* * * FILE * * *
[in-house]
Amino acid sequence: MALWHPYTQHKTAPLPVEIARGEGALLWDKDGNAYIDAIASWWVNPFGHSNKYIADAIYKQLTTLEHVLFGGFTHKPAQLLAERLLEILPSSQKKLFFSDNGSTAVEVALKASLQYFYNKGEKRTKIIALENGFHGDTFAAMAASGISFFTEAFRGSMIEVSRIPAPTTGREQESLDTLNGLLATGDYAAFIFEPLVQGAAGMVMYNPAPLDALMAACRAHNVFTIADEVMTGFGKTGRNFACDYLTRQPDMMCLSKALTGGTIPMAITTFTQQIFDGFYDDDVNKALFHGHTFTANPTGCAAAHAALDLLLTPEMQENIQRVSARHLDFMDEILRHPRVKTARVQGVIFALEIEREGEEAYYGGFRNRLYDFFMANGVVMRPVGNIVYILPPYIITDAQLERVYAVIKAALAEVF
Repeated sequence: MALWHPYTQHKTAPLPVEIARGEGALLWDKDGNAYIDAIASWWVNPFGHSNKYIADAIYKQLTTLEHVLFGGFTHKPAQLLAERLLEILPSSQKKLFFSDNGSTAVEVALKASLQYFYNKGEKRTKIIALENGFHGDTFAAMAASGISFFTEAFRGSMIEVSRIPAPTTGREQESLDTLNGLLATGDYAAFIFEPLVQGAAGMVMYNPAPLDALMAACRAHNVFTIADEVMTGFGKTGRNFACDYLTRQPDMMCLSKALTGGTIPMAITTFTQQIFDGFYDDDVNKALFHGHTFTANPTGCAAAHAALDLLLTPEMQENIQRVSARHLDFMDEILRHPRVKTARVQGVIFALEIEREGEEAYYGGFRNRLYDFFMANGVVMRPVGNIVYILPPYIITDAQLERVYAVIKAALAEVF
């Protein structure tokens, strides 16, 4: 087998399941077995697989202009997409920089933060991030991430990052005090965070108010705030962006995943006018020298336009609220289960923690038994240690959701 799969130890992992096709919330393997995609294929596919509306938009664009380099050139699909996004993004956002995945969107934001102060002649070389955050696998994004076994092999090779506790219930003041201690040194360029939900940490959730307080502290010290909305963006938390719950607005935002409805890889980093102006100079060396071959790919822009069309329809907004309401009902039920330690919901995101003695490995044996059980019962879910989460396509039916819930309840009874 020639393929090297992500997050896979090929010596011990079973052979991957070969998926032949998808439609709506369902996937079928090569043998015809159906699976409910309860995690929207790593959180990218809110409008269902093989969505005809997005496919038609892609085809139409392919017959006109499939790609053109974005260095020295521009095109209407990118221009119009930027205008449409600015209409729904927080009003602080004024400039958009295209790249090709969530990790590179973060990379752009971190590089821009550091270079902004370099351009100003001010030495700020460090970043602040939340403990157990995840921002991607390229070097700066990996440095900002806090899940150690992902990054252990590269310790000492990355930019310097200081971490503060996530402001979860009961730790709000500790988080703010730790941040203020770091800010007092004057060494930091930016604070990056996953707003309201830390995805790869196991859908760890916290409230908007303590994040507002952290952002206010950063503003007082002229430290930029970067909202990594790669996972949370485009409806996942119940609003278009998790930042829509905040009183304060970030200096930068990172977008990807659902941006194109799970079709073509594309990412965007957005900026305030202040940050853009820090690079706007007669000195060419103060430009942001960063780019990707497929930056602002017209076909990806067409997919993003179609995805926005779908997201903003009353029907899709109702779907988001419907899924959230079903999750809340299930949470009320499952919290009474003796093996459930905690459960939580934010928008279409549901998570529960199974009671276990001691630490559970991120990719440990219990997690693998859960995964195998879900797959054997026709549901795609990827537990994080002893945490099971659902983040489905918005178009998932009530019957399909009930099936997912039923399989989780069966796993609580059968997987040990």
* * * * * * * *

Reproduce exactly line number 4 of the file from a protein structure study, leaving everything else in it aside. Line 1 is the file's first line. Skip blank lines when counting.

């Protein structure tokens, strides 16, 4: 087998399941077995697989202009997409920089933060991030991430990052005090965070108010705030962006995943006018020298336009609220289960923690038994240690959701 799969130890992992096709919330393997995609294929596919509306938009664009380099050139699909996004993004956002995945969107934001102060002649070389955050696998994004076994092999090779506790219930003041201690040194360029939900940490959730307080502290010290909305963006938390719950607005935002409805890889980093102006100079060396071959790919822009069309329809907004309401009902039920330690919901995101003695490995044996059980019962879910989460396509039916819930309840009874 020639393929090297992500997050896979090929010596011990079973052979991957070969998926032949998808439609709506369902996937079928090569043998015809159906699976409910309860995690929207790593959180990218809110409008269902093989969505005809997005496919038609892609085809139409392919017959006109499939790609053109974005260095020295521009095109209407990118221009119009930027205008449409600015209409729904927080009003602080004024400039958009295209790249090709969530990790590179973060990379752009971190590089821009550091270079902004370099351009100003001010030495700020460090970043602040939340403990157990995840921002991607390229070097700066990996440095900002806090899940150690992902990054252990590269310790000492990355930019310097200081971490503060996530402001979860009961730790709000500790988080703010730790941040203020770091800010007092004057060494930091930016604070990056996953707003309201830390995805790869196991859908760890916290409230908007303590994040507002952290952002206010950063503003007082002229430290930029970067909202990594790669996972949370485009409806996942119940609003278009998790930042829509905040009183304060970030200096930068990172977008990807659902941006194109799970079709073509594309990412965007957005900026305030202040940050853009820090690079706007007669000195060419103060430009942001960063780019990707497929930056602002017209076909990806067409997919993003179609995805926005779908997201903003009353029907899709109702779907988001419907899924959230079903999750809340299930949470009320499952919290009474003796093996459930905690459960939580934010928008279409549901998570529960199974009671276990001691630490559970991120990719440990219990997690693998859960995964195998879900797959054997026709549901795609990827537990994080002893945490099971659902983040489905918005178009998932009530019957399909009930099936997912039923399989989780069966796993609580059968997987040990």